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Plants under pressure: the impact of environmental change on plant ecology and evolution
BMC Ecology and Evolution volume 23, Article number: 13 (2023)
Plants have demonstrated tremendous resilience through past mass extinction events. However, anthropogenic pressures are rapidly threatening plant survival. To develop our understanding of the impact of environmental change on plant ecology and evolution and help solve the current biodiversity crisis, BMC Ecology and Evolution has launched a new article Collection titled “Plants under Pressure”.
Plants have played a critical role in shaping the environment. For instance, the spread of forests in the Palaeozoic era, 541-252 million years ago (mya), increased rock weathering and organic carbon burial, which reduced atmospheric CO2 levels. This drop in CO2 led to global cooling and boosted shallow sea eutrophication, causing episodes of marine anoxia and extinctions . However, how plants, in turn, respond to changing environments needs to be further explored.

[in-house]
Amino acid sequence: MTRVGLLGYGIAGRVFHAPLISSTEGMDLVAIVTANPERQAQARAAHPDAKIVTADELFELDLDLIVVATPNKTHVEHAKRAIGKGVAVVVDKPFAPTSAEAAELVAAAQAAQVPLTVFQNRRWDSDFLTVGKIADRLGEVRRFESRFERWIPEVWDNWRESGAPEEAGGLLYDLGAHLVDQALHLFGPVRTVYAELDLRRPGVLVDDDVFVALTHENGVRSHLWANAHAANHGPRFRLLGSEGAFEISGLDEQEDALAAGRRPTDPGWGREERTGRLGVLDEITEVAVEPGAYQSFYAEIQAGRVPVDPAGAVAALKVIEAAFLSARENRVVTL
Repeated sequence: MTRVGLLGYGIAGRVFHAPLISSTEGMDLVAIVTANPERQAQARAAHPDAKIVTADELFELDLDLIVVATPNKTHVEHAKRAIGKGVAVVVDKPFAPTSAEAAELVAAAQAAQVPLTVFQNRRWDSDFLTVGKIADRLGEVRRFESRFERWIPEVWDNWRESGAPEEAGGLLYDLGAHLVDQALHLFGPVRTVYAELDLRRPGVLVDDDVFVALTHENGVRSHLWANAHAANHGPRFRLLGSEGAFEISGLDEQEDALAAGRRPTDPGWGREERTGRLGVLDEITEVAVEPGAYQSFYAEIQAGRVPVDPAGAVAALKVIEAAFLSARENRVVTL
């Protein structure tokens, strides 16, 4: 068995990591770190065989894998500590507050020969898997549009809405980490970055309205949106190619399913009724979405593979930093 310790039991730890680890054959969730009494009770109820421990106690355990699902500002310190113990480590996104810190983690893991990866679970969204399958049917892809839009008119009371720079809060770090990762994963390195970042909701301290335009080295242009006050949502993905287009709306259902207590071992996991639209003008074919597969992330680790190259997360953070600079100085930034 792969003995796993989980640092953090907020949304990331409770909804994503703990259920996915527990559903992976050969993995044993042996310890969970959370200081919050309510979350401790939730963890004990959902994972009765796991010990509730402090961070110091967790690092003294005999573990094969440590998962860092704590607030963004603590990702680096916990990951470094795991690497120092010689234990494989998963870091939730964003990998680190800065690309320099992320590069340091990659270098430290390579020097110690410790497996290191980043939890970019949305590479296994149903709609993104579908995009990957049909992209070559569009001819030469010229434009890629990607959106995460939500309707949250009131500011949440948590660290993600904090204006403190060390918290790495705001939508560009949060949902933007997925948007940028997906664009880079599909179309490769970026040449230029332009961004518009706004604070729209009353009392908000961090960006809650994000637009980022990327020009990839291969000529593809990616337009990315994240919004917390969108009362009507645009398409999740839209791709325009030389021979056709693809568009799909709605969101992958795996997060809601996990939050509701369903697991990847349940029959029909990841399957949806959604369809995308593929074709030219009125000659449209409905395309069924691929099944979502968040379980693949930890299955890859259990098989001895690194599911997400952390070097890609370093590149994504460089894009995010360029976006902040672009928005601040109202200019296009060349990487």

Analyses of the fossil record suggest that plants have generally been much better at surviving, recovering, and adapting through mass extinction events than animals, and used these previous mass extinction events as an opportunity to diversify. This apparent resilience to global change is because plants possess mechanisms that enable them to resist environmental stresses and colonise new sites. For example, long-lived plant propagules can remain dormant until conditions improve for growth. Furthermore, plants can efficiently reproduce asexually, rapidly colonising barren substrates.